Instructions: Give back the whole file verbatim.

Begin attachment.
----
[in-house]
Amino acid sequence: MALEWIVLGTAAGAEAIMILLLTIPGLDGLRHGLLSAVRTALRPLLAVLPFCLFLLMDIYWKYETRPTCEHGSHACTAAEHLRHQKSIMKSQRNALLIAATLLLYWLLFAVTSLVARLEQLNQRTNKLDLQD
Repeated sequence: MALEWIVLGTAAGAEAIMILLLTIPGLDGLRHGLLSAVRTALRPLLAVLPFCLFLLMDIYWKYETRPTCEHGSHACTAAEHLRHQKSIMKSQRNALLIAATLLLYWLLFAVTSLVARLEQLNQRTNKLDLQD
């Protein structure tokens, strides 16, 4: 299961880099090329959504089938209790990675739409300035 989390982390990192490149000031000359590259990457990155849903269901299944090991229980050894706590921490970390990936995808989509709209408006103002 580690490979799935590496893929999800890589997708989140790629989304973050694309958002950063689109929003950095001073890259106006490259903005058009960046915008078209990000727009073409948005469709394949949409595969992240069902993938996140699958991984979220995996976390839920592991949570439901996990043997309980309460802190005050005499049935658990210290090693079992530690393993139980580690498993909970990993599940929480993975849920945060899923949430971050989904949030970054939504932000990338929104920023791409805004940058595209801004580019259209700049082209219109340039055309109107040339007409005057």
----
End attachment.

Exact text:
[in-house]
Amino acid sequence: MALEWIVLGTAAGAEAIMILLLTIPGLDGLRHGLLSAVRTALRPLLAVLPFCLFLLMDIYWKYETRPTCEHGSHACTAAEHLRHQKSIMKSQRNALLIAATLLLYWLLFAVTSLVARLEQLNQRTNKLDLQD
Repeated sequence: MALEWIVLGTAAGAEAIMILLLTIPGLDGLRHGLLSAVRTALRPLLAVLPFCLFLLMDIYWKYETRPTCEHGSHACTAAEHLRHQKSIMKSQRNALLIAATLLLYWLLFAVTSLVARLEQLNQRTNKLDLQD
């Protein structure tokens, strides 16, 4: 299961880099090329959504089938209790990675739409300035 989390982390990192490149000031000359590259990457990155849903269901299944090991229980050894706590921490970390990936995808989509709209408006103002 580690490979799935590496893929999800890589997708989140790629989304973050694309958002950063689109929003950095001073890259106006490259903005058009960046915008078209990000727009073409948005469709394949949409595969992240069902993938996140699958991984979220995996976390839920592991949570439901996990043997309980309460802190005050005499049935658990210290090693079992530690393993139980580690498993909970990993599940929480993975849920945060899923949430971050989904949030970054939504932000990338929104920023791409805004940058595209801004580019259209700049082209219109340039055309109107040339007409005057």